OPINION: A sad ‘Ag Day’ for farmers in Ohio

Agriculture Day, the first day of Spring, March 20, is usually a cause for celebration in Ohio. At various breakfasts, lunches and dinners around the state, the farming industry is showcased and you will hear speakers proclaim that Agriculture is the No. 1 industry in Ohio, that it provides one in seven jobs in Ohio and is vibrant, diversified and productive.

Unfortunately, all of these catch phrases are now called into question and the farming enterprises they represent are in jeopardy due to the extreme, excessive real-estate property tax burden suffered by Buckeye farmland and woodland owners.

Ohio now ranks third in the nation in high farmland taxes, only behind Indiana and Nebraska. If one looks at the "net income" of the Ohio agriculture industry, it would no longer be classified as first in the state. Rural taxpayers have seen their property tax bills skyrocket with increases of 300 to 800 percent from 2009-2016. This is due to unprecedented increases in the CAUV (Current Agricultural Use Value), which is used to value farm and woodland for tax purposes in Ohio.

The CAUV was implemented, back in 1973, as a constitutional amendment with legislation and regulations thereafter, mainly as a political response to farmers’ increased property taxes — which at that time went mainly to fund the public schools. In the early 1970s, there was a “grand bargain” with the enactment of the state’s first graduated income tax, along with property tax relief measures including the 10-percent rollback, later the 2.5-percent residential reduction, the broadening of the Homestead Exemption, and enactment of the CAUV.

This promise to reduce local property taxes and alleviate the school funding crisis in the 1970s worked well for over 40 years, but unfortunately that promise has been broken. The governor and Ohio General Assembly in 2013 eliminated the 10-percent rollback, the 2.5-percent reduction and the Homestead Exemptions was modified with strict income limitations so that most rural taxpayers would no longer qualify.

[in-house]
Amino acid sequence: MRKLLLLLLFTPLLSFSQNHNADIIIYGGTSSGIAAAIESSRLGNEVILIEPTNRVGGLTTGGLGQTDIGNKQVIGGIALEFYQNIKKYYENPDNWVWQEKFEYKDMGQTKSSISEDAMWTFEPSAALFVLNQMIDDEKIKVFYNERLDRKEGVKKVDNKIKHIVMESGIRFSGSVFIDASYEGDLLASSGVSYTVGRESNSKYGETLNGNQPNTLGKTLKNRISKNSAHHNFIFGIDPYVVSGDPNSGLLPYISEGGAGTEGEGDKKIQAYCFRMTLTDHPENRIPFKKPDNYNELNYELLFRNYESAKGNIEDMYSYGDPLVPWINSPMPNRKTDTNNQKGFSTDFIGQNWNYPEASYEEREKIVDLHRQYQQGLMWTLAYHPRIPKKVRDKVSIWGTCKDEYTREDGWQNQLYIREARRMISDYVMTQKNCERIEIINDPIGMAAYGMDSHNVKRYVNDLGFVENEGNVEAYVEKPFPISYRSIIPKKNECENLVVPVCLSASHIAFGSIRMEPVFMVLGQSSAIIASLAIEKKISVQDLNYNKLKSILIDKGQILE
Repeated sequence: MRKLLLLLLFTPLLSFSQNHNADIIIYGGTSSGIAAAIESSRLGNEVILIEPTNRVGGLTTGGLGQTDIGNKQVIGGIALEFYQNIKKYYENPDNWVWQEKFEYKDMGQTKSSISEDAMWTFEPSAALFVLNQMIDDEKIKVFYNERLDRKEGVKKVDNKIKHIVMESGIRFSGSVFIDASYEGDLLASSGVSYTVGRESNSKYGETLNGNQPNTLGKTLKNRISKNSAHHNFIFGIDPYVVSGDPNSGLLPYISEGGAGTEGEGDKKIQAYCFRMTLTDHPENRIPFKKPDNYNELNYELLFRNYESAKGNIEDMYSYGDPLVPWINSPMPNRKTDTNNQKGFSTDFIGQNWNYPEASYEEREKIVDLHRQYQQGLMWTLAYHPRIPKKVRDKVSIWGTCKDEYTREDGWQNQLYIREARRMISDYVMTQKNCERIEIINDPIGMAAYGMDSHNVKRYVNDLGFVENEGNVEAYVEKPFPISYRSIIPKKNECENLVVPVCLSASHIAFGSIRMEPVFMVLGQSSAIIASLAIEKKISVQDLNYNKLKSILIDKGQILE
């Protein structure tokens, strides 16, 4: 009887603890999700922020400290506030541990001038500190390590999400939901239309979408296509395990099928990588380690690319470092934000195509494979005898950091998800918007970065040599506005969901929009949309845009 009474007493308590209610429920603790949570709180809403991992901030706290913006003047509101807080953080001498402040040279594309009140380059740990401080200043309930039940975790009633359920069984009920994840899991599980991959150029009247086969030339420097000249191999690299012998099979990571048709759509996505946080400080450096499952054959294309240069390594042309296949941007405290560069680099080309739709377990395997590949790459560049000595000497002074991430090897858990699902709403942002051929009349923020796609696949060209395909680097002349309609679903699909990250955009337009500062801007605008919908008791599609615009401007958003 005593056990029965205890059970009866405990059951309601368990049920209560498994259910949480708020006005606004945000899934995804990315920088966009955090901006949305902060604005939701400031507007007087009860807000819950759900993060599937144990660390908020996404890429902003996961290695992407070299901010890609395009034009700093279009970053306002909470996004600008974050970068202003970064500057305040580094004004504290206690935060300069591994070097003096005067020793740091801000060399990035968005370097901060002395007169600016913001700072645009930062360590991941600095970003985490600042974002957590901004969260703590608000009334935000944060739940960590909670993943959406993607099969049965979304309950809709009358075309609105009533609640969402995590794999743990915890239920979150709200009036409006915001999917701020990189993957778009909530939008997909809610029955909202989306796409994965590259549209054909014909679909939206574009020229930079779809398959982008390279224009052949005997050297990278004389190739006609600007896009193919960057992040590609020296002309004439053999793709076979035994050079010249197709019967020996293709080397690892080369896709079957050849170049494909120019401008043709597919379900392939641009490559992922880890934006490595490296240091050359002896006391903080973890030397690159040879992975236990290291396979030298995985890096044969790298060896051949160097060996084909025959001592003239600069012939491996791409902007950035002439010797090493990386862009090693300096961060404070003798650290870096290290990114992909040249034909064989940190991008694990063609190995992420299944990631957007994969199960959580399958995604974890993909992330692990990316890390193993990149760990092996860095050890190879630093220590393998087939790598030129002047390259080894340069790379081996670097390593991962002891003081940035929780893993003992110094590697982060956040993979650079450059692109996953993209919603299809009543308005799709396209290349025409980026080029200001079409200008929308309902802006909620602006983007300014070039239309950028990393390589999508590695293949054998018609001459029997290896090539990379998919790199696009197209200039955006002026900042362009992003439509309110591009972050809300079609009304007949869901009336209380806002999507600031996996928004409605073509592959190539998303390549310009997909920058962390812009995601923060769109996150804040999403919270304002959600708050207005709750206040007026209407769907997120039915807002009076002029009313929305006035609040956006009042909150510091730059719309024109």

Also, to go along with this, for several reasons, the CAUV values skyrocketed due mainly to the extremely low interest rates pursued by the Federal Reserve that found their way into the CAUV’s use value formula.

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This has resulted in a massive tax burden switch (estimated to be over $2 billion) onto the backs of Ohio farmers. Thus, we are back where we were almost 45 years ago, with an over-reliance on local property taxes to fund Ohio education. This situation has been ruled unconstitutional at least four times in the DeRolph Ohio Supreme Court decisions.

Since most local property taxes go to fund schools, the reverse tradeoff now in revenue amounts to the schools receiving less from the state through the reduced income tax and more from local real property taxes. The promise has been broken.

Rural taxpayers, especially farmers, are not stupid — and a farm protest has been sweeping across Ohio like the fall harvest to come. Petitions are being circulated to remedy the tax burden switch at the behest of Ohio Farmers United, a loose coalition of farmers, woodland owners and residential taxpayers.

Hopefully, the current General Assembly and Gov. Kasich will honor Agriculture Day here in Ohio this year and respond to these protests by passing corrective legislation that has been introduced in the state legislature. If not, rural school districts in particular will suffer and not be able to pass their tax levies, even their renewals, as farm and woodland owners organize to defeat them. Sad Ag Day in Ohio — 2017.

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Ted Finnarn is a Darke County Attorney and farmland owner who has represented Ohio Farmers Union on the CAUV Advisory Committee to the state Tax Department for 41 years.

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